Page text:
Opening the door to educational snake oil

Opening the door to educational snake oil

- in Weekly Briefing

Why vouchers are not the solution for kids with special needs

It sometimes proves frustrating to a lot of people – many of them with legitimate complaints – but there are good reasons that the United States has a Food and Drug Administration. At the heart of the matter is the alternative; without the FDA, Americans would be (and once were) victimized by an endless collection of shysters promising all sorts of phony miracle cures and therapies. Though some might occasionally find a genuine cure on their own – particularly the wealthy – most people would be much worse off.

So what does this have to do with the seemingly unrelated field of special education? Well, a lot actually.

Voucher legislation

Right now as they race to complete the 2011 legislative session, conservative lawmakers are rushing through a bill that would provide a tax credit (i.e. a voucher) of up to $6,000 per year to parents of a child with a disability if they choose to send him or her to a private school.

An issue brief from the North Carolina School Boards Association explains part of why this is bad idea:

“Both vouchers and tax credits divert attention, commitment, and public dollars from public schools to private schools. If public schools are inadequate the state should invest in improving those services rather than create an incentive for students to leave public schools. In fact, vouchers and tuition tax credit programs waste taxpayer money….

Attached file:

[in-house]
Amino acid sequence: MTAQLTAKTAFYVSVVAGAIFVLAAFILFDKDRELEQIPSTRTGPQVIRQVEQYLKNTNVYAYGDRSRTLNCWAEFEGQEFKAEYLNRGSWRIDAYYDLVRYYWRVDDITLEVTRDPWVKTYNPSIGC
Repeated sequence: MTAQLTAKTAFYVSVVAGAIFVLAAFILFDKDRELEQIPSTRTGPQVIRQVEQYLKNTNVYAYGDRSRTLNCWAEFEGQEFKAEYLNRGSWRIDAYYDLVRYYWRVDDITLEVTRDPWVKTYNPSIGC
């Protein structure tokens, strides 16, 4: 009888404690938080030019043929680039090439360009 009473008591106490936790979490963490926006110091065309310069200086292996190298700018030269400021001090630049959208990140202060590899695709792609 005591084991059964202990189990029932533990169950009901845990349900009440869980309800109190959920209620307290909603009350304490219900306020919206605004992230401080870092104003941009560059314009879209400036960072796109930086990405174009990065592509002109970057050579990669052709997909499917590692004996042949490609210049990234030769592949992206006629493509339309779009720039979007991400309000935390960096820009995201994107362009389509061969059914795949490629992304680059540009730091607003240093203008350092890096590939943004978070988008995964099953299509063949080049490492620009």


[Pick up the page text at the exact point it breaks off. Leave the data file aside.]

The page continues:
If such a program were enacted for special needs students, federal and state special education funds could be lost for the school district.  School districts could see significant financial losses and ability to provide services within the special needs programs dependent upon the numbers and types of special education students who would the leave the school district under such a program.  This is because North Carolina does not differentiate its appropriations by exceptionality within the special education funds to school districts.”

While proponents attempt to argue that schools will actually be left with a net surplus because the proposed voucher is slightly less than what the state supposedly spends on a child in a public school, this is a specious argument. Estimates place the average number of children who would take advantage of the voucher at a relatively low number per school – at least initially. But, of course, a school that loses, say three or four students, won’t really be spending any less – its “overhead” will remain the same. The school won’t cost any less to run. All that will be reduced is its already inadequate allotment from the state.

But what about the students themselves and the FDA analogy?

Proponents of vouchers for special needs kids do make some valid points. It’s true that many students with disabilities do not always receive all of the services they need and deserve in the public schools. But, of course, no public institution is perfect – especially if it’s chronically underfunded like the K-12 education system. The same reality applies to non-special needs kids too.